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Vacation scheme insider

Lauren Maddock

Lauren Maddock


June 2019




University of York

What did you do while on the vacation scheme?

I was based at DWF’s London office for its two-week vacation scheme. I sat in the commercial litigation team for the first week, followed by the London market team. I really enjoyed the level of responsibility we were given – being trusted to assist teams with live matters offered great insights into trainee life.

On top of the live work, the firm hosted practice group presentations on the work involved with the real estate, corporate, dispute resolution and insurance teams. I was also assigned a trainee buddy who was available to answer questions I had throughout the scheme.

In the second week, we presented a mock-client pitch to the partners. This was a group exercise and a great opportunity for me to showcase my presentation skills, as well as what I had learnt about the firm. There were several social events that took place across the two weeks too – we did pizza making with the current trainees and had dinner with the firm’s partners. These were a great chance to network with lawyers of varying seniority.

What did you feel that you gained from the placement and what did you learn about the firm?

I was impressed with the people and culture at DWF. There was a strong sense of connectivity across the business that helps to promote an inclusive environment. I found that there was, and still is, transparent communication and collaboration at all levels of seniority; everyone I worked with appeared invested in me and my progression, which helped me to gain a lot of knowledge and confidence over the two weeks. We also had a talk on DWF’s Connected Services, which shows how the firm is a forward-thinking legal business and how it stands out from its competitors.  

Which were the most enjoyable – and most challenging – aspects of the scheme?

I found the level of responsibility and trust to work on live matters to be the most enjoyable aspect of the scheme. I received feedback on each task I completed, which meant that I could see which aspects I’d done well, and how I could improve and further develop my skills. Meanwhile, the most challenging part were the questions we faced at the end of the mock client pitch because we really had to think on our feet.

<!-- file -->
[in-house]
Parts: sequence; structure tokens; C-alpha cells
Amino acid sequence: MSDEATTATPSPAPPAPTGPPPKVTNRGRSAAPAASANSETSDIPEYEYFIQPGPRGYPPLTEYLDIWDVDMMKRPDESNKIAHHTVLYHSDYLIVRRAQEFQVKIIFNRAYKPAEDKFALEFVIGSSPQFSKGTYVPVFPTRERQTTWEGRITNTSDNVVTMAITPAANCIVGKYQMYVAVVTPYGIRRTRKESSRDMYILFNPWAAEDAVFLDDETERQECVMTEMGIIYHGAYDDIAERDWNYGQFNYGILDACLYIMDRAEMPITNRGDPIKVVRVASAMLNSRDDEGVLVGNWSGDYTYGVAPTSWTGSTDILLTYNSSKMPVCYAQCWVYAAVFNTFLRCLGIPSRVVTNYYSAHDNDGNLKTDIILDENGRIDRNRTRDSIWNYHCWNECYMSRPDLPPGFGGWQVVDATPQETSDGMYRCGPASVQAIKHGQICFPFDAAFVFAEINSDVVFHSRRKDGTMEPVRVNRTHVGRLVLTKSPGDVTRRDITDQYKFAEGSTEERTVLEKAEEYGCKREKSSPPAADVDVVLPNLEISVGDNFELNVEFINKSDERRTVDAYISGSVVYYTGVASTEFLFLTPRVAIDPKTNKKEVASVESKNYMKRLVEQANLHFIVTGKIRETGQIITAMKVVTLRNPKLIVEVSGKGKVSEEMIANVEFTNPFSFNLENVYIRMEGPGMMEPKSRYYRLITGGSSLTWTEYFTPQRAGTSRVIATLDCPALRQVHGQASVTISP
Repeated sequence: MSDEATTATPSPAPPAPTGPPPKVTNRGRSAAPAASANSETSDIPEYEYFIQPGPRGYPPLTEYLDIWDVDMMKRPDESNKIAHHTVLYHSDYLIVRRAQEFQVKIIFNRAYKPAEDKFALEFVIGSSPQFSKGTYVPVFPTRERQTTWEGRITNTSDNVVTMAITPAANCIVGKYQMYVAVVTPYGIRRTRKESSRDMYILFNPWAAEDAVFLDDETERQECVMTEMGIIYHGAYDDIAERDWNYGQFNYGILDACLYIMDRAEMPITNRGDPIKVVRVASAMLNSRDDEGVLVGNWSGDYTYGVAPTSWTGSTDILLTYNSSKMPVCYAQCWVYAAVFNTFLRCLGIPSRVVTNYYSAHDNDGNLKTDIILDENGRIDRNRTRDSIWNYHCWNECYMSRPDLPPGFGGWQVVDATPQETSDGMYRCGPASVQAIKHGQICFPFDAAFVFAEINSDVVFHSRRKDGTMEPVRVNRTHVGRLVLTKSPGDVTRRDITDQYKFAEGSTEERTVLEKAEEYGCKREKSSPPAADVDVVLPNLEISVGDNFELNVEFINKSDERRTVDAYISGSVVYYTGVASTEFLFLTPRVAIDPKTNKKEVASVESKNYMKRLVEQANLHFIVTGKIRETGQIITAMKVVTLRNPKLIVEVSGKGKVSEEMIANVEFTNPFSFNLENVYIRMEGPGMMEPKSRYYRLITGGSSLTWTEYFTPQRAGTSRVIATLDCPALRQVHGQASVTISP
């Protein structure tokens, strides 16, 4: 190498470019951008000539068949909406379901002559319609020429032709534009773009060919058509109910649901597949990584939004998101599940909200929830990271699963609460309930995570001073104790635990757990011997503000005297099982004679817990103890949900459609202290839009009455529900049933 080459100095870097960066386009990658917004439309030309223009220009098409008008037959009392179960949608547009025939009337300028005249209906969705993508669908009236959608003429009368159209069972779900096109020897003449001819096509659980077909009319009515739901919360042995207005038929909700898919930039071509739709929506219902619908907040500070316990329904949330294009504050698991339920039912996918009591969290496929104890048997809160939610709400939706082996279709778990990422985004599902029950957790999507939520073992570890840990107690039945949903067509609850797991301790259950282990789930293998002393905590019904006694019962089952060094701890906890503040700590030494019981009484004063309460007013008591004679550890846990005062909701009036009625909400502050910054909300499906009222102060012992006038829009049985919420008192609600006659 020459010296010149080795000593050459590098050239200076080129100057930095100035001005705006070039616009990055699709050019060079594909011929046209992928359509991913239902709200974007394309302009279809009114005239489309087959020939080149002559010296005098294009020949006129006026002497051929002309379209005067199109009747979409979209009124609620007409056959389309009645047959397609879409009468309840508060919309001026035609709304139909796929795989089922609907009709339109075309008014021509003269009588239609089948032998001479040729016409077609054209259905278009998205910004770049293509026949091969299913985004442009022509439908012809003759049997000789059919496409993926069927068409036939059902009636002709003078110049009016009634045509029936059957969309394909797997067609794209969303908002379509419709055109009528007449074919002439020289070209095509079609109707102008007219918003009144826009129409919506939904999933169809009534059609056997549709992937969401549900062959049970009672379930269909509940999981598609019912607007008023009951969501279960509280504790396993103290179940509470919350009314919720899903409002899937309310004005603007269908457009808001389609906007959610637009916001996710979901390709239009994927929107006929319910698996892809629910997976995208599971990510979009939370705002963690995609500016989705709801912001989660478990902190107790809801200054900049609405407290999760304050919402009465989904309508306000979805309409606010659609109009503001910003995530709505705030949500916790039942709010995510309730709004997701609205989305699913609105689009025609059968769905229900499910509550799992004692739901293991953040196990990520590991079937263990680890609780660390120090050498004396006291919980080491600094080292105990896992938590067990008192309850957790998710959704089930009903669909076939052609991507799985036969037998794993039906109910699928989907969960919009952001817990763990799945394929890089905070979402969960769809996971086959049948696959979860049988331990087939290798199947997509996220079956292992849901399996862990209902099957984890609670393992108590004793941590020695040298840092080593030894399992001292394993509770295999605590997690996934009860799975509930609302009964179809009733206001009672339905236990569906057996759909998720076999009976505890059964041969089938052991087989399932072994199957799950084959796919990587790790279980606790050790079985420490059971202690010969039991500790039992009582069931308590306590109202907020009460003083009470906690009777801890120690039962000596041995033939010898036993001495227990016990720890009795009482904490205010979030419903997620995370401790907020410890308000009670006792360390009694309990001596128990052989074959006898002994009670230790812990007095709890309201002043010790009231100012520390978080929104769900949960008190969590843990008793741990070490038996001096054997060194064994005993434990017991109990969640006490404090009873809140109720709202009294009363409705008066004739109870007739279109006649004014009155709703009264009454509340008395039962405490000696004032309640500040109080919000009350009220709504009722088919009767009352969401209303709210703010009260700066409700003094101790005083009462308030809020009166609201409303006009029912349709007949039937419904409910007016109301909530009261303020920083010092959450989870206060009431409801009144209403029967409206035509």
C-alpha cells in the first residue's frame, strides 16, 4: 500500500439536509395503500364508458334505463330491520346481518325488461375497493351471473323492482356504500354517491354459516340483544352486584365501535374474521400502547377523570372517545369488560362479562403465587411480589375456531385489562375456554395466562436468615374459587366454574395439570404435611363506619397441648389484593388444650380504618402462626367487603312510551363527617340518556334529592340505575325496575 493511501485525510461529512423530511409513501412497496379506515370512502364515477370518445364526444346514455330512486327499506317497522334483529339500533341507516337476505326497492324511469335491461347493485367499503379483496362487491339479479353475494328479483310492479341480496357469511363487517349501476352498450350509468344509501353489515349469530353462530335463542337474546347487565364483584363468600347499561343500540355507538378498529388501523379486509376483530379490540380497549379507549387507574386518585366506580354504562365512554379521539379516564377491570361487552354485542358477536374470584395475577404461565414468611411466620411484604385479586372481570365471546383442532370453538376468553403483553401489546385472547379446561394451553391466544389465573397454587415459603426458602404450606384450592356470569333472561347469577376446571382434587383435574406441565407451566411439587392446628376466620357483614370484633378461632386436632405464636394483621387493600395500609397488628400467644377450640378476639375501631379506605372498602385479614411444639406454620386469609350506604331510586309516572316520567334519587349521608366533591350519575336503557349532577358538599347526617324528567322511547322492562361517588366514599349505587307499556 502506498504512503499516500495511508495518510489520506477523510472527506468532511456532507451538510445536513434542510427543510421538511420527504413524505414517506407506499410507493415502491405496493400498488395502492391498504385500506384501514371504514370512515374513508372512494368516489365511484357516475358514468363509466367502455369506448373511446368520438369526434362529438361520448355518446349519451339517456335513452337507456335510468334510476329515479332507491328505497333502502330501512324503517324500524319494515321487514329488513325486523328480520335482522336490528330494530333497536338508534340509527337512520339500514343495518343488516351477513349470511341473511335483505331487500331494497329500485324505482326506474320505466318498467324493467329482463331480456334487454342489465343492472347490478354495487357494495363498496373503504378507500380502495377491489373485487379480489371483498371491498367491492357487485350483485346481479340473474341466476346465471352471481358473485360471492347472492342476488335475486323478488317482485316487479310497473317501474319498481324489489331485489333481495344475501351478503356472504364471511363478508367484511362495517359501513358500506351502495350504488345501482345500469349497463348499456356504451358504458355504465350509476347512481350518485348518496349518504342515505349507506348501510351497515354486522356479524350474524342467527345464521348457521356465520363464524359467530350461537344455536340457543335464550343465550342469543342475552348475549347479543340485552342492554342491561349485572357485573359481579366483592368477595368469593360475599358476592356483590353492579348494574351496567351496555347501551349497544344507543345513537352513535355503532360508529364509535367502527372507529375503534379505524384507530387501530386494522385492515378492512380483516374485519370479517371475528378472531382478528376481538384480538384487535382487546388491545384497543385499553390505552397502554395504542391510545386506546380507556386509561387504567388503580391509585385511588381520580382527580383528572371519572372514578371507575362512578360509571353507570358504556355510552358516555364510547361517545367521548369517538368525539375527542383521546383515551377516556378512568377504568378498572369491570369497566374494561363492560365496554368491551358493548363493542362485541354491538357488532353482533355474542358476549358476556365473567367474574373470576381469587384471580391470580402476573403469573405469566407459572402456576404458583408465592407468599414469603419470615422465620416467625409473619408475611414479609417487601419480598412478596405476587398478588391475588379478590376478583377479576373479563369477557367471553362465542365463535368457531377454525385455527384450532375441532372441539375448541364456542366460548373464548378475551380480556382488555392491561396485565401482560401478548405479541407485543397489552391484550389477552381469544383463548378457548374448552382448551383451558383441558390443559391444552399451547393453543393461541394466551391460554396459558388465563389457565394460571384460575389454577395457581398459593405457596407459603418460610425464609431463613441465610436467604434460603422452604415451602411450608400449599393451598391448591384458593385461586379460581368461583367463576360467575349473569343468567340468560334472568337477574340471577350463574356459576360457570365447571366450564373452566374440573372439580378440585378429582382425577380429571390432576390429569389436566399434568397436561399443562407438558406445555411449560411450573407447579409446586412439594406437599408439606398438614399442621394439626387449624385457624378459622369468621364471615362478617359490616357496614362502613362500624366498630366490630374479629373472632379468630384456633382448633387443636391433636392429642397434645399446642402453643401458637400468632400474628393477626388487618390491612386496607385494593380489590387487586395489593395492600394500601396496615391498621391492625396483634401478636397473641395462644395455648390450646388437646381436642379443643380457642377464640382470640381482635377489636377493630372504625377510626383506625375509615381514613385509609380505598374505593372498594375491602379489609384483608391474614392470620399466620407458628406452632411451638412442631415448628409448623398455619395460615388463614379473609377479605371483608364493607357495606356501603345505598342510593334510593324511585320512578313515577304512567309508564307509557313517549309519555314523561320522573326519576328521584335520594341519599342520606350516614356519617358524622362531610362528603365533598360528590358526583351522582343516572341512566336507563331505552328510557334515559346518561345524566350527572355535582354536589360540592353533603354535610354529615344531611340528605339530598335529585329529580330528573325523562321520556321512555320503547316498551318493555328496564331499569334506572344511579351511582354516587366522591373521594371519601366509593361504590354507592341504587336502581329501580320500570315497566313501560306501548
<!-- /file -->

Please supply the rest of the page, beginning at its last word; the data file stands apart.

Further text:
Did the scheme end with a training contract interview or some other kind of further recruitment process?

The final stage of the recruitment process is what DWF calls a ‘meet the leaders’ day, which is essentially a speed networking morning. We were split into different groups to meet with a panel consisting of DWF’s senior leadership team. In the morning we had the chance to ask the panel questions that demonstrated our knowledge and expertise but, most importantly, to showcase our enthusiasm at the prospect of joining the firm. I enjoyed this stage of the process because the panel members were welcoming and keen to get to know us too.  

Is there one key thing that you took away from the experience that you would pass on as advice to others?

Don’t be afraid to push yourself out of your comfort zone and be confident. I was keen to make a good impression and make the most of the experience by getting involved with a variety of tasks which helped to develop my knowledge and commercial awareness. You should also make the most of the networking opportunities on offer because building a network is so important.